Bringing discussion closer to home, the second session of the day welcomed historian Bill Gammage, author of The Greatest Estate on Earth: How Aborigines Made Australia, and landscape architect Ralph Johns of the practice Isthmus, based in Aotearoa. Ralph framed the standing of Aotearoa’s Indigenous people through a discussion of cultural resurgence, drawing parallels between his adopted homeland and his place of birth, Cymru (Wales). In this context, Ralph illustrated a role for landscape architecture as a means of facilitating the assertion of Māori identity and cultural practices within the country’s ‘bi-cultural’ landscape. Onehunga Foreshore provided a potent example of such an approach. Isthmus has worked with local iwi (Māori tribes) and Pākehā (non-Indigenous) to reinstate Onehunga’s beachfront, located on Auckland’s Manukau Harbour. Infrastructural growth during the second half of the twentieth century led to the reclamation of a large extent of the foreshore and placed severe limitations on access. Referencing the site’s historical shoreline and the regions habitat, the project aimed to reintroduce a performing littoral zone that “fitted” with the place, both in respect to culture and biota. This fit, for Isthmus and the project’s patrons, was most effectively achieved through the creation of large-scale earthworks that appeared not to be constructed but as if the resulting landform had always been there.
As a reminder of how far Australia has yet to travel, as well a register of the particularities that continue to define the predicament faced by Australia’s First Nations people, discussion of Australian indigeaneity looked to the past. Drawing on his acclaimed book, Gammage provided delegates with an exquisitely illustrated thesis, arguing for the long-standing existence of sophisticated Indigenous landscape design and management practices. By way of historic surveys, diary entries and landscape paintings authored by early European settlers, Gammage accounted for a “constructed” landscape that European’s equated with a “gentleman’s park.” No one at the time thought to ask how such a park was made. Blinded by their prejudices, European’s were unable, and likely unwilling, to conceive that the landscape they had found was not natural but in fact the product of intentions, achieved through an extensive use of fire. As Gammage stated, and modern experience repeatedly illustrates, it is not a question of fire or no fire; Australia is made to burn. This potent statement served as a call to the conference’s audience to reconsider the essential role of fire in the continual remaking of Australia.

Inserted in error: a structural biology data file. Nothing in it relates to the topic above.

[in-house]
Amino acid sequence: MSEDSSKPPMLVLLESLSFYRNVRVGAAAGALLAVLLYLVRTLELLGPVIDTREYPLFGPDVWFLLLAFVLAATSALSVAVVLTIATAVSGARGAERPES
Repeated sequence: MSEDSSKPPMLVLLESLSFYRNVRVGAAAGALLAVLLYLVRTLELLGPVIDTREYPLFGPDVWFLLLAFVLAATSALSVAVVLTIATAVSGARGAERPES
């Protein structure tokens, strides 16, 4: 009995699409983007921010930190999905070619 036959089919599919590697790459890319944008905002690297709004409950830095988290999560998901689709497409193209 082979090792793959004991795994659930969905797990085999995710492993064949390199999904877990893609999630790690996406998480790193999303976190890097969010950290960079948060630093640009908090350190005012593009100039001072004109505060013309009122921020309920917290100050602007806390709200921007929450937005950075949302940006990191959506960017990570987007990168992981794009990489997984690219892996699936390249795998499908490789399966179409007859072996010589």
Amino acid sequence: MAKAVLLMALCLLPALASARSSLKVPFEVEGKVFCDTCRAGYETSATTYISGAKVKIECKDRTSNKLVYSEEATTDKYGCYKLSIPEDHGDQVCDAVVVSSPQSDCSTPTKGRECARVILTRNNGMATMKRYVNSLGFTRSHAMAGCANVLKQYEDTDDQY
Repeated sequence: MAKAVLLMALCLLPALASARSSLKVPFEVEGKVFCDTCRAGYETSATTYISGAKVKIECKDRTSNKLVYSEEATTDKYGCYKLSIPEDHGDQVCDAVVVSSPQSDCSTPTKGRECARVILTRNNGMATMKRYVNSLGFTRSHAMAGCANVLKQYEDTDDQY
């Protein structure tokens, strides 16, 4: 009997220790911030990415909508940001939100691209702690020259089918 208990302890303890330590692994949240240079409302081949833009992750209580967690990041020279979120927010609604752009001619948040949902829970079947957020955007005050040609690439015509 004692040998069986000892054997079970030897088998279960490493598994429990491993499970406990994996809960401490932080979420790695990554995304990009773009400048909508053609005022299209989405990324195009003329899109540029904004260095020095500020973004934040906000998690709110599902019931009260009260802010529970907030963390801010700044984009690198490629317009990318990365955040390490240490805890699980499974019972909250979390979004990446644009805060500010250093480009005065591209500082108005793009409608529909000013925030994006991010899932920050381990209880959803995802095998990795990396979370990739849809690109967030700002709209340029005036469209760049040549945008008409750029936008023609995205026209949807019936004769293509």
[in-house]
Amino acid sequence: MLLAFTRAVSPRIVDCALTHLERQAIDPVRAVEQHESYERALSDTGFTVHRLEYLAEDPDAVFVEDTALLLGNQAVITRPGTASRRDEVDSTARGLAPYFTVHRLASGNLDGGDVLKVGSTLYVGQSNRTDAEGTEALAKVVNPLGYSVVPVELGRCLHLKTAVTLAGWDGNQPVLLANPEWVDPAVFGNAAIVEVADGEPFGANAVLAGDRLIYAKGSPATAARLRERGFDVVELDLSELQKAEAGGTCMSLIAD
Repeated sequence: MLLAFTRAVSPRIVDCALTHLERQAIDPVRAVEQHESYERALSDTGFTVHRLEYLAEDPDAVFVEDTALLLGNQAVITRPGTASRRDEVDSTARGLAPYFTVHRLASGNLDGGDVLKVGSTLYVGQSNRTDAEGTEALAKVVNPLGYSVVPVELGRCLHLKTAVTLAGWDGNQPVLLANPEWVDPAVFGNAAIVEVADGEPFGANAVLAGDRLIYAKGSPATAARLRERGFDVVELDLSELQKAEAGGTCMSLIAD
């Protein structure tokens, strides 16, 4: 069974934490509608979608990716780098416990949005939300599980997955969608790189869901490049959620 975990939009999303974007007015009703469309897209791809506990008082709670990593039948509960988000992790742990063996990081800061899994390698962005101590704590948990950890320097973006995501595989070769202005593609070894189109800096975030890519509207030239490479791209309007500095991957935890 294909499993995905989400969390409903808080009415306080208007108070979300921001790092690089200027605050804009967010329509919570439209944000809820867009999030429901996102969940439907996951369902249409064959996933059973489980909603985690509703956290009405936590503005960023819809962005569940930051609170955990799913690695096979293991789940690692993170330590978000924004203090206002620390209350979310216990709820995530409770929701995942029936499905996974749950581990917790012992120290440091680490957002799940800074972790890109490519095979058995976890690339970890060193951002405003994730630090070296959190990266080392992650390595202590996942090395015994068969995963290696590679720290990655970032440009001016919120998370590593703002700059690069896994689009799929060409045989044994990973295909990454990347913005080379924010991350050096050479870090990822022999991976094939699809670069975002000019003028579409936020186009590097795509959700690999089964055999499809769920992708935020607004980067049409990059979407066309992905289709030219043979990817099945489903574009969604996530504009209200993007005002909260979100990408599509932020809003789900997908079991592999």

Discussion of the constructive destruction wrought by fire speaks to Thomas Woltz’s interest in the “destructive efficiency” of nature, something all too familiar to the day’s final speaker. Sylvia Brands, founding partner of Dutch practice Karres and Brands, operates within a constructed landscape that faces growing threats from climate change. Inundation from both the North Sea and Europe’s largest riverine system means that the Netherland’s low-lying land base is encircled by threats, placing the country’s infrastructure, and its economy, at increasing risk of collapse. In response, the mechanistic structures cleaving the country’s terrestrial and hydrological systems apart are being reimagined as resilient interfaces that operate spatially at the physical and temporal scales of the landscape. This approach counters the same types of dissociative feelings provoked by the aforementioned tendency towards unreality. In the Dutch context, historic attempts to suppress the landscape’s ability to act spontaneously have invoked a complacent attitude toward impending threats. Recognising that the factually supported realities of our time present an existential threat, the Dutch government has invested billions of Euros into a project that seeks to reconcile the country’s complex relationship with water.
The examples singled out for discussion in this review account for landscape practices that are meaningfully addressing the distrust and insincerity that characterizes our time. However, the means by which these practices have traditionally realised their aims are weakening. Factual evidence, moral standards and due process can’t be relied on to safeguard landscape’s intrinsic value. Landscape practices will need to find a louder (or possibly alternative) voice in order to realize their aims. Like landscapes, unrealities and false-truths are the product of inventive narratives. When the fight demands more than figures, our stories – metaphor and meaning – need to be the subject of a renewed emphasis, and it’s likely the stories invested in our homelands, expressive of a place’s inconvenient realities, will prove the most potent.